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FDA clears Trigeminal nerve stimulation (TNS) as ADHD treatment

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Although stim­u­lant med­ica­tions are gen­er­al­ly con­sid­ered to be a safe and effec­tive treat­ment for ADHD, not all chil­dren ben­e­fit from this approach. Many par­ents are reluc­tant to begin their child on med­ica­tion and some chil­dren expe­ri­ence unac­cept­able side affects.

For these rea­sons, devel­op­ing safe and effec­tive alter­na­tive treat­ments for ADHD remains a pri­or­i­ty. Trigem­i­nal nerve stim­u­la­tion (TNS) is an alter­na­tive approach that was recent­ly test­ed in a dou­ble-blind, sham-con­trolled study.

The Study:

TNS is a non­in­va­sive, min­in­mal-risk neu­ro­mod­u­la­tion pro­ce­dure that has been pre­vi­ous­ly approved in Cana­da and Europe to treat adults with med­ica­tion-resis­tant depres­sion and epilep­sy.

The trigem­i­nal nerve con­veys sen­so­ry inputs to regions of the brain that under­ly the main­te­nance of atten­tion. Indi­vid­u­als under­go­ing TNS treat­ment wear a small stim­u­la­tor dur­ing sleep that emits a low-lev­el cur­rent to stim­u­late the trigem­i­nal nerve. This is hypoth­e­sized to increase acti­va­tion in par­tic­u­lar brain regions relat­ed to ADHD symp­toms such that those symp­toms are reduced.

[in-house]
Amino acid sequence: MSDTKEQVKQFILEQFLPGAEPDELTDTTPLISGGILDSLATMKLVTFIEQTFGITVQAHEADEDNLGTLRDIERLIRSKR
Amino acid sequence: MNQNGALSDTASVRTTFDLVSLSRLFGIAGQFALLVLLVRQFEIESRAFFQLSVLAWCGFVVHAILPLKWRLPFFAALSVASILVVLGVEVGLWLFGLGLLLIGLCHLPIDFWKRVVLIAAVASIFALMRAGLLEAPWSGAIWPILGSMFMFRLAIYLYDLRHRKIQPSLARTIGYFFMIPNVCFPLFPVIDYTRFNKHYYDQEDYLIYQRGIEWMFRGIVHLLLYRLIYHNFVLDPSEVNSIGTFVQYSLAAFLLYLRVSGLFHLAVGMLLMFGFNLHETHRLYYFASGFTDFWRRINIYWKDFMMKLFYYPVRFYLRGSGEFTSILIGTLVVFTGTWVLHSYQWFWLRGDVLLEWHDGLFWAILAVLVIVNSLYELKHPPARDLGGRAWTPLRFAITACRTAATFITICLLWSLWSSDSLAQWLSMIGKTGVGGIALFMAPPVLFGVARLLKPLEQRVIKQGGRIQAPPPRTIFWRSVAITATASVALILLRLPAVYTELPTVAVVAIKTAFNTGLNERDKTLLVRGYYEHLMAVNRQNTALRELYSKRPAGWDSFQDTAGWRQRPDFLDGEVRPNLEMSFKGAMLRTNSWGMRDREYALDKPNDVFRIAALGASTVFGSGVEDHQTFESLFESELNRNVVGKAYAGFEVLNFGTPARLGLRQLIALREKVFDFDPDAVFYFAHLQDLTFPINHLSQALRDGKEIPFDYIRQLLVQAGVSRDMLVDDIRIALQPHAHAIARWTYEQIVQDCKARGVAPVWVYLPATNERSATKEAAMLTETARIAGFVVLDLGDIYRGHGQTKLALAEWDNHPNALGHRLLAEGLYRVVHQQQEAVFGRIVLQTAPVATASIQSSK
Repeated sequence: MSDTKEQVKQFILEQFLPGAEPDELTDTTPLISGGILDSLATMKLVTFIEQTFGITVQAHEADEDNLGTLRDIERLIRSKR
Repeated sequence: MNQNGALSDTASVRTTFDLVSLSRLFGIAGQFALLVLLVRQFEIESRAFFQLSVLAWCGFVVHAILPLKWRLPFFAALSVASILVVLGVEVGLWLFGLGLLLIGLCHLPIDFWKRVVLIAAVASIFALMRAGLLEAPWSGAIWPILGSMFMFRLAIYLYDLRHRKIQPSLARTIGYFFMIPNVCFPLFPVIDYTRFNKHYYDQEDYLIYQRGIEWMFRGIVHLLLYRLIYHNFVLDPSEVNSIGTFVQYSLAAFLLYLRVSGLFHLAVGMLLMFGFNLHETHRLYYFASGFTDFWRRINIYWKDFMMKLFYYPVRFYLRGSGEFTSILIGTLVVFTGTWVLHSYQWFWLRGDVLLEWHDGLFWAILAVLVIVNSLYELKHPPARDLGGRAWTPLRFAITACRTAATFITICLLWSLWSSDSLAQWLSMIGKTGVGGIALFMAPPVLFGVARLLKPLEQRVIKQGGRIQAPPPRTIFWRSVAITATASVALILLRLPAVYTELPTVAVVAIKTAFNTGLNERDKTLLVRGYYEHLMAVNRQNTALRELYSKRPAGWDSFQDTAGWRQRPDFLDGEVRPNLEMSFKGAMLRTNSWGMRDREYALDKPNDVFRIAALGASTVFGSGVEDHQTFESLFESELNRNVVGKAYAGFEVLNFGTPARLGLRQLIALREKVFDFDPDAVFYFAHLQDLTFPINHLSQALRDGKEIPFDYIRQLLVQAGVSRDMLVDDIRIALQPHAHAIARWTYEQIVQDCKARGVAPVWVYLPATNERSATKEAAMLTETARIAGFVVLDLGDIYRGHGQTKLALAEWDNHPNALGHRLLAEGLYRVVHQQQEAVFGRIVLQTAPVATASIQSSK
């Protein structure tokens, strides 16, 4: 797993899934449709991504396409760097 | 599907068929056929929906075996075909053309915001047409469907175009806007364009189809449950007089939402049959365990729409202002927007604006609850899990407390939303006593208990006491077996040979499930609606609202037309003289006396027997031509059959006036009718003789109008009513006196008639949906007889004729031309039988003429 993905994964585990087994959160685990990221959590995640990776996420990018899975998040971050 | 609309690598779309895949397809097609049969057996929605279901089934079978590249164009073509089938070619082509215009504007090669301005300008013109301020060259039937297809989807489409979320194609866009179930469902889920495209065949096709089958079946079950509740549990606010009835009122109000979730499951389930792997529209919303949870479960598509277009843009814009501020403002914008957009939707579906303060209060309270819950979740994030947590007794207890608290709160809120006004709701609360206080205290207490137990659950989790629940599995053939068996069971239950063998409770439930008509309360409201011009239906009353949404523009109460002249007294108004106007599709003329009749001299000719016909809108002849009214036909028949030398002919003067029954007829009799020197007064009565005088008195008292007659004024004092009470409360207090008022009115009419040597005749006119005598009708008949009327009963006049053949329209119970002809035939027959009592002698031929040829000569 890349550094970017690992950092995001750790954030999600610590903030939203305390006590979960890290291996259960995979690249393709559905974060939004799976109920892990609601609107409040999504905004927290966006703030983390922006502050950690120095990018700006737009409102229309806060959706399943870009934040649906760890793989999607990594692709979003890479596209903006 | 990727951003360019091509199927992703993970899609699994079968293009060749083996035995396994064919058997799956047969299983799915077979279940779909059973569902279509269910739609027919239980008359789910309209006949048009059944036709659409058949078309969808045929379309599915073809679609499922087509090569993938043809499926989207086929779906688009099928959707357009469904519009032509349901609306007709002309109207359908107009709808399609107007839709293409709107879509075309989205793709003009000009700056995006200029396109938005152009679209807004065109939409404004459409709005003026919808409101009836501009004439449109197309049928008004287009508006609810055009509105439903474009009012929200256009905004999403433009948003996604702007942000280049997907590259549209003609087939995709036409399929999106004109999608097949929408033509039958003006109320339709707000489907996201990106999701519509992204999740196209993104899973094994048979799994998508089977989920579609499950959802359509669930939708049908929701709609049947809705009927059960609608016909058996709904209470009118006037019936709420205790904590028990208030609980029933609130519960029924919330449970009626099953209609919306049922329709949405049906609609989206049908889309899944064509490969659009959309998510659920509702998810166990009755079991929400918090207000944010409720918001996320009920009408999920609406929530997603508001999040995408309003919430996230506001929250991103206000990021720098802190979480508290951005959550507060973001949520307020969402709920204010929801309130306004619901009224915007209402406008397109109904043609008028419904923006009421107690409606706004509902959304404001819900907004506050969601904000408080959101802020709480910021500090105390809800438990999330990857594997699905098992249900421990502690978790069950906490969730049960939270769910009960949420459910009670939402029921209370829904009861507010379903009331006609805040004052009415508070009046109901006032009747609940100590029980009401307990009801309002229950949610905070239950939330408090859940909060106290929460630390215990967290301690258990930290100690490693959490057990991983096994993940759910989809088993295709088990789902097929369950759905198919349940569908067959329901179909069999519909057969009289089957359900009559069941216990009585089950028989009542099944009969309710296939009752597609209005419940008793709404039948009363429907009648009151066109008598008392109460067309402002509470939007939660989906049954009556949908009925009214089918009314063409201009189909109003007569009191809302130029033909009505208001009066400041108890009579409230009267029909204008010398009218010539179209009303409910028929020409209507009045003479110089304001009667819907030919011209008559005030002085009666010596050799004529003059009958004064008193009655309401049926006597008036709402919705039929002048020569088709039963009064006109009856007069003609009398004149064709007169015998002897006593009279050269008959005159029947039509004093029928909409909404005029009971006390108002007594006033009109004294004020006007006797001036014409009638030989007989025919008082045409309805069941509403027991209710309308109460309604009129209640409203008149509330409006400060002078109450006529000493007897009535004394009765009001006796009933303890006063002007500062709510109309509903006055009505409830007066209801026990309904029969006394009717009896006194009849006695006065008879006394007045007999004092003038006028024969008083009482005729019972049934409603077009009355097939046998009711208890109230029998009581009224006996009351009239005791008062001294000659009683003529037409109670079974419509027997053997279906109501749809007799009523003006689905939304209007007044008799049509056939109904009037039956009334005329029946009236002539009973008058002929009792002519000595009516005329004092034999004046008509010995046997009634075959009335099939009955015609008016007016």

TNS was test­ed in this study with 62 8- to-12-year old youth diag­nosed with ADHD; rough­ly two-thirds were male and none were on med­ica­tion dur­ing the study.

Par­tic­i­pants were ran­dom­ly assigned to receive 4 weeks of active TNS, or a sham treat­ment, dur­ing sleep. Chil­dren in the sham treat­ment wore the same device dur­ing sleep but their trigem­i­nal nerve was not stim­u­lat­ed.

The study was intro­duced to chil­dren and par­ents so that the like­li­hood of being able to know for cer­tain whether active or sham treat­ment was being pro­vid­ed was min­i­mized. And, in fact, data col­lect­ed dur­ing the study indi­cat­ed that par­tic­i­pants were not bet­ter than chance at know­ing which group they were in.

The pri­ma­ry out­come mea­sure was a clin­i­cian-com­plet­ed rat­ing of ADHD symp­toms; the rat­ings were made based on inter­view­ing par­ents and all oth­er avail­able clin­i­cal infor­ma­tion. Rat­ings were com­plet­ed before treat­ment began, after each week of the 4-week tri­al, and one week after treat­ment had end­ed. Clin­i­cians mak­ing the rat­ings were also blind to whether par­tic­i­pants were receiv­ing active or sham treat­ment.

Oth­er mea­sures includ­ed a quan­ti­ta­tive assess­ment of brain­wave activ­i­ty, i.e., qEEG, col­lect­ed before and after treat­ment. The qEEG data was used to deter­mine whether active treat­ment was asso­ci­at­ed with sig­nif­i­cant changes in brain­wave activ­i­ty. Teach­ers also com­plet­ed rat­ings of children’s class­room behav­ior.

The Findings:

Dur­ing the 4-week tri­al, rat­ings of ADHD symp­toms declined sig­nif­i­cant­ly in both groups with sig­nif­i­cant­ly greater declines occur­ring in chil­dren who received active treat­ment.

In both groups, the bulk of the decline occurred in the first week, with a larg­er decline in the active group. Beyond the first week, chil­dren receiv­ing active treat­ment con­tin­ued to show mod­est declines in symp­tom rat­ings while rat­ings in the sham-treat­ment group remained sta­ble.

After 4 weeks, group dif­fer­ences in ADHD symp­toms rat­ings was in the mod­er­ate range, small­er than what is gen­er­al­ly obtained with stim­u­lant med­ica­tions and about the same as what non-stim­u­lant med­ica­tions typ­i­cal­ly pro­duce.